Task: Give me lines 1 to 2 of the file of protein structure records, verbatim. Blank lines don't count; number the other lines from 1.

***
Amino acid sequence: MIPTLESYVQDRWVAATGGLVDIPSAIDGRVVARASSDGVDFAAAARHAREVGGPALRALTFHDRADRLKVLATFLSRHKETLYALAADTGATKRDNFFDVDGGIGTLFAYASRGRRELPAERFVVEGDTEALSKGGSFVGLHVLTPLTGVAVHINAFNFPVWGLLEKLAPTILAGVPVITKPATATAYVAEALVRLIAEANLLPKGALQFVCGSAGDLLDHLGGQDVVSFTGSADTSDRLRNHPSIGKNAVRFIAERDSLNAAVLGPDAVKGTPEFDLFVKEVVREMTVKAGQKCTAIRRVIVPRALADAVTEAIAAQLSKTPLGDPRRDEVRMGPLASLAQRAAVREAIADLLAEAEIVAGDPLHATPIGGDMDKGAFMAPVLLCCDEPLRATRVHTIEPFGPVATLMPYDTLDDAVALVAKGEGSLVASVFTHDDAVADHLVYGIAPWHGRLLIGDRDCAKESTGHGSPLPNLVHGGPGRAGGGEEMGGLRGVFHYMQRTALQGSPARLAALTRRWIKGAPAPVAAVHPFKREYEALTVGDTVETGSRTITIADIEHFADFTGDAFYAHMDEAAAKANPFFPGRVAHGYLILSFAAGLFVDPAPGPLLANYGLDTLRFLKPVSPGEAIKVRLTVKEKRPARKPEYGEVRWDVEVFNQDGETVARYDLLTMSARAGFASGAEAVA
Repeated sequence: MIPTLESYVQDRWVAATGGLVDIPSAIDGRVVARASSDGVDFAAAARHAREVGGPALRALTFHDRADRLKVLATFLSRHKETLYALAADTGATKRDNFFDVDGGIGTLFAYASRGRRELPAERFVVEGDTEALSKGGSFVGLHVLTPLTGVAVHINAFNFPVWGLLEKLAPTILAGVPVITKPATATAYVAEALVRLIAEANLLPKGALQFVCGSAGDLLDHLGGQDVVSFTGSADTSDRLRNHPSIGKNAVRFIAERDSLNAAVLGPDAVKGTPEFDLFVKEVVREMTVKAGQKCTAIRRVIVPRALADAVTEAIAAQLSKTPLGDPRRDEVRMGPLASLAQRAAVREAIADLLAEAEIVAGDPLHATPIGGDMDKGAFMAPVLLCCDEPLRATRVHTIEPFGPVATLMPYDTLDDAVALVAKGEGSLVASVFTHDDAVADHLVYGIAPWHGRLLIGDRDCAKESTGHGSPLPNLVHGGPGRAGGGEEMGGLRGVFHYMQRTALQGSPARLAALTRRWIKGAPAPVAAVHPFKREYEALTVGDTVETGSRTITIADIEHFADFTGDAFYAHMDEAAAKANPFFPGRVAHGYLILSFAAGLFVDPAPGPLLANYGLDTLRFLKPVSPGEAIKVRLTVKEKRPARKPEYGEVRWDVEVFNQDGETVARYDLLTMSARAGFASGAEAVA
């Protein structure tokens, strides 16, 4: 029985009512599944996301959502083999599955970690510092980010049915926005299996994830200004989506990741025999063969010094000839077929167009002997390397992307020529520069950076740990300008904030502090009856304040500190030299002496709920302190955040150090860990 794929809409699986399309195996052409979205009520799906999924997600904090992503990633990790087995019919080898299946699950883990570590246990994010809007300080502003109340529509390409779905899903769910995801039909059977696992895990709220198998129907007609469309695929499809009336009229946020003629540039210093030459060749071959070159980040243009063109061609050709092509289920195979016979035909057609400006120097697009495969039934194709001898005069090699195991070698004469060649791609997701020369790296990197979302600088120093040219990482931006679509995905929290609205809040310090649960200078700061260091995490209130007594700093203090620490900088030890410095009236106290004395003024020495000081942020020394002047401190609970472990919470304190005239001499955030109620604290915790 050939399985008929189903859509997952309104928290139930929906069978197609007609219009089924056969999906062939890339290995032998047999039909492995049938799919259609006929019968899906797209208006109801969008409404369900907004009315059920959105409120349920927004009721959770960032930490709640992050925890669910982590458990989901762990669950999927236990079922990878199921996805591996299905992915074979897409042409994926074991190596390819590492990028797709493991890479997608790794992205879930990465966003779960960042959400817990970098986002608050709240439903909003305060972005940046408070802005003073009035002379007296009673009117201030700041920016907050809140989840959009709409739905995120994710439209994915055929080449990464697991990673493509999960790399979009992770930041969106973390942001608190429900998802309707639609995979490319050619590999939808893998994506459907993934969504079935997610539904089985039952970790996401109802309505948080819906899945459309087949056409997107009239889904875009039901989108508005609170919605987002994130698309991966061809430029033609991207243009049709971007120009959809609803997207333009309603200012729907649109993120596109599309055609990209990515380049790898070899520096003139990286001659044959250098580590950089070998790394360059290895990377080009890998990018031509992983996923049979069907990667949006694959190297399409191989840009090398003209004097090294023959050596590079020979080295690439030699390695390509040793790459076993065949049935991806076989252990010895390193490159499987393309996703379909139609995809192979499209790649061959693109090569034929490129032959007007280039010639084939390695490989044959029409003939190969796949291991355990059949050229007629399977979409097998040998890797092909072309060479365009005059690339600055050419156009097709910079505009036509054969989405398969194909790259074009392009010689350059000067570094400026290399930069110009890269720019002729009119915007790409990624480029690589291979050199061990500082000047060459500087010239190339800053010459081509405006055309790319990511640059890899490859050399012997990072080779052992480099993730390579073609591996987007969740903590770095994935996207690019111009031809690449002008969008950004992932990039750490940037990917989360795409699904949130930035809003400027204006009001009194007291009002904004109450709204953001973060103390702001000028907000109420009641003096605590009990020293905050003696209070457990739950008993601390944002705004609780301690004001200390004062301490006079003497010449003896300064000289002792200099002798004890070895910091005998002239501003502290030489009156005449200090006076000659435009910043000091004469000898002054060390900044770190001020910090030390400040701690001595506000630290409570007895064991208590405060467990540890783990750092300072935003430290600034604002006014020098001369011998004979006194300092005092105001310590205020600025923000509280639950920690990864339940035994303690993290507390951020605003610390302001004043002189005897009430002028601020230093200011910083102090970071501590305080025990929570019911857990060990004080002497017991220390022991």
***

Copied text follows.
Amino acid sequence: MIPTLESYVQDRWVAATGGLVDIPSAIDGRVVARASSDGVDFAAAARHAREVGGPALRALTFHDRADRLKVLATFLSRHKETLYALAADTGATKRDNFFDVDGGIGTLFAYASRGRRELPAERFVVEGDTEALSKGGSFVGLHVLTPLTGVAVHINAFNFPVWGLLEKLAPTILAGVPVITKPATATAYVAEALVRLIAEANLLPKGALQFVCGSAGDLLDHLGGQDVVSFTGSADTSDRLRNHPSIGKNAVRFIAERDSLNAAVLGPDAVKGTPEFDLFVKEVVREMTVKAGQKCTAIRRVIVPRALADAVTEAIAAQLSKTPLGDPRRDEVRMGPLASLAQRAAVREAIADLLAEAEIVAGDPLHATPIGGDMDKGAFMAPVLLCCDEPLRATRVHTIEPFGPVATLMPYDTLDDAVALVAKGEGSLVASVFTHDDAVADHLVYGIAPWHGRLLIGDRDCAKESTGHGSPLPNLVHGGPGRAGGGEEMGGLRGVFHYMQRTALQGSPARLAALTRRWIKGAPAPVAAVHPFKREYEALTVGDTVETGSRTITIADIEHFADFTGDAFYAHMDEAAAKANPFFPGRVAHGYLILSFAAGLFVDPAPGPLLANYGLDTLRFLKPVSPGEAIKVRLTVKEKRPARKPEYGEVRWDVEVFNQDGETVARYDLLTMSARAGFASGAEAVA
Repeated sequence: MIPTLESYVQDRWVAATGGLVDIPSAIDGRVVARASSDGVDFAAAARHAREVGGPALRALTFHDRADRLKVLATFLSRHKETLYALAADTGATKRDNFFDVDGGIGTLFAYASRGRRELPAERFVVEGDTEALSKGGSFVGLHVLTPLTGVAVHINAFNFPVWGLLEKLAPTILAGVPVITKPATATAYVAEALVRLIAEANLLPKGALQFVCGSAGDLLDHLGGQDVVSFTGSADTSDRLRNHPSIGKNAVRFIAERDSLNAAVLGPDAVKGTPEFDLFVKEVVREMTVKAGQKCTAIRRVIVPRALADAVTEAIAAQLSKTPLGDPRRDEVRMGPLASLAQRAAVREAIADLLAEAEIVAGDPLHATPIGGDMDKGAFMAPVLLCCDEPLRATRVHTIEPFGPVATLMPYDTLDDAVALVAKGEGSLVASVFTHDDAVADHLVYGIAPWHGRLLIGDRDCAKESTGHGSPLPNLVHGGPGRAGGGEEMGGLRGVFHYMQRTALQGSPARLAALTRRWIKGAPAPVAAVHPFKREYEALTVGDTVETGSRTITIADIEHFADFTGDAFYAHMDEAAAKANPFFPGRVAHGYLILSFAAGLFVDPAPGPLLANYGLDTLRFLKPVSPGEAIKVRLTVKEKRPARKPEYGEVRWDVEVFNQDGETVARYDLLTMSARAGFASGAEAVA